The US Treasury Department posted a notice earlier on Friday, February the 1st, 2019, saying that all of the non-US entities wielding petroleum products or heavy crudes from Venezuelan state-owned PDVSA, involved with the US financial systems, brokers or people, must stop their operations by April 28th, 2019, setting up a cutting-off point for a confusing US sanction on Venezuelan oil, declared earlier this week.
The deadline cleared up some of the confusions meddling around the US sanctions inclined on Venezuela, as the country had been on the lookout for new buyers elsewhere for roughly 5,20,000 barrels of heavy crudes, they used to sell to the United States’ refineries.
Following the lead of US officials, the EU had also been considering a ban on Venezuelan oil, that would bar the nation from getting paid for their oils in Euro as well, as most of the US sanctioned countries including Iran had been using Euro for getting paid, instead US dollar, while most of the oil trades all over the world is performed through American Dollar.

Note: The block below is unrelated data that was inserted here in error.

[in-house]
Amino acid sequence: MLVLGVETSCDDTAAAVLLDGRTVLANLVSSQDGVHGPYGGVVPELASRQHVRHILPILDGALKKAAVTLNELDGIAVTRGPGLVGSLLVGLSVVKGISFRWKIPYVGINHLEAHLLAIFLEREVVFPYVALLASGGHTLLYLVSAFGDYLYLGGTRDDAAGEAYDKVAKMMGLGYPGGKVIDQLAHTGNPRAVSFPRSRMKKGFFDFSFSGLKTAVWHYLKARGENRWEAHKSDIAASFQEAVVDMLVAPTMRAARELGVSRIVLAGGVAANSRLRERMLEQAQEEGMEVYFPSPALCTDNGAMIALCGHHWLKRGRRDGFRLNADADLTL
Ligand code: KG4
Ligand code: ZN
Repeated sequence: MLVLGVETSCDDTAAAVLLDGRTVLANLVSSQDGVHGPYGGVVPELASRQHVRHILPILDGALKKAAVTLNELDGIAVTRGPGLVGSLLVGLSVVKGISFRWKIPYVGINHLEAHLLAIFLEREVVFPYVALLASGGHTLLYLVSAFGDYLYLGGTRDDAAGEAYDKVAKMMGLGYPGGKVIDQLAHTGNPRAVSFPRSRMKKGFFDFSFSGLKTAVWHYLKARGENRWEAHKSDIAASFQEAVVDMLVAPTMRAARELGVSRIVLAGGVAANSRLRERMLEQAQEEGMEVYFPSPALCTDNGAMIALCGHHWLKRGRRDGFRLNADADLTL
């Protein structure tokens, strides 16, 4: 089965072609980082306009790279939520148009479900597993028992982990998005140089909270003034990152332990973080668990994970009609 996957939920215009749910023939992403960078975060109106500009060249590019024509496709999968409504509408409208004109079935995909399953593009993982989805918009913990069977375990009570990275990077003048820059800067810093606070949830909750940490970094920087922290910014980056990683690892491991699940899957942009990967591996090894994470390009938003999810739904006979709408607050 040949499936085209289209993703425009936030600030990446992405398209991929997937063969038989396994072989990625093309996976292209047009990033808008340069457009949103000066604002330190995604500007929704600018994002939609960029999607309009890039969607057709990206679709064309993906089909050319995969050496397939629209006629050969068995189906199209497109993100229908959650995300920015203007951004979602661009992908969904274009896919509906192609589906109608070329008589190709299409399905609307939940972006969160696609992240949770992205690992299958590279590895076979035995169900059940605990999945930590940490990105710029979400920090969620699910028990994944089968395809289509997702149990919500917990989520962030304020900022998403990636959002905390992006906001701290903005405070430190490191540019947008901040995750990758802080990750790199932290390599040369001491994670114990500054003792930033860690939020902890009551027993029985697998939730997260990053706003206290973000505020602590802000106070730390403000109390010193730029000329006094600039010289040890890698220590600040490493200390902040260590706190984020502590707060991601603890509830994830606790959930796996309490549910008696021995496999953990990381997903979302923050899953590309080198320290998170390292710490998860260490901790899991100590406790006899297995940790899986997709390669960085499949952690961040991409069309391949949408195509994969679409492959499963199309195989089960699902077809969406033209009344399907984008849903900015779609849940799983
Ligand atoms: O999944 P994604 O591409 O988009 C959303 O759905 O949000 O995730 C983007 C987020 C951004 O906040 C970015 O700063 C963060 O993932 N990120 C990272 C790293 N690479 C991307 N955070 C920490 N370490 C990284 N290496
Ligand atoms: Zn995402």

Besides, even long before the Friday’s notice, the European buyers had pulled themselves back from the Venezuelan oil, since the EU superpowers such as Germany, France and Italy had recognized the Venezuelan opposition leader, Juan Guaido, as interim presiden, ruling out the governance of reelected, socialist president, Nicolas Maduro.
Meanwhile, the United States and its EU allies had provided eight days to president Maduro to step off of the government and arrange a fair election, a move which Maduro labelled as “illegal” interference of foreign nations into the country’s internal affairs.